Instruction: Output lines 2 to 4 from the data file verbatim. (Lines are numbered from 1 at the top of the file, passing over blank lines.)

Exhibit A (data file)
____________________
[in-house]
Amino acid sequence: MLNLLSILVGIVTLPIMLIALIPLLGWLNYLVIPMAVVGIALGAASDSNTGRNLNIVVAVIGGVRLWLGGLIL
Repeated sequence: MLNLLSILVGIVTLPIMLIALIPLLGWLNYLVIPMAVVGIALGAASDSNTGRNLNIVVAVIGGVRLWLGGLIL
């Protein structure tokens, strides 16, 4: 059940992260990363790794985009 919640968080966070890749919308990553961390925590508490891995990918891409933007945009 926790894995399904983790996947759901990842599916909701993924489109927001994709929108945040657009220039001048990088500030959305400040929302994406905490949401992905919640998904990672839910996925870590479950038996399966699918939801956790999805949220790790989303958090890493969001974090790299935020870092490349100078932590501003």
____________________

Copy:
Amino acid sequence: MLNLLSILVGIVTLPIMLIALIPLLGWLNYLVIPMAVVGIALGAASDSNTGRNLNIVVAVIGGVRLWLGGLIL
Repeated sequence: MLNLLSILVGIVTLPIMLIALIPLLGWLNYLVIPMAVVGIALGAASDSNTGRNLNIVVAVIGGVRLWLGGLIL
């Protein structure tokens, strides 16, 4: 059940992260990363790794985009 919640968080966070890749919308990553961390925590508490891995990918891409933007945009 926790894995399904983790996947759901990842599916909701993924489109927001994709929108945040657009220039001048990088500030959305400040929302994406905490949401992905919640998904990672839910996925870590479950038996399966699918939801956790999805949220790790989303958090890493969001974090790299935020870092490349100078932590501003």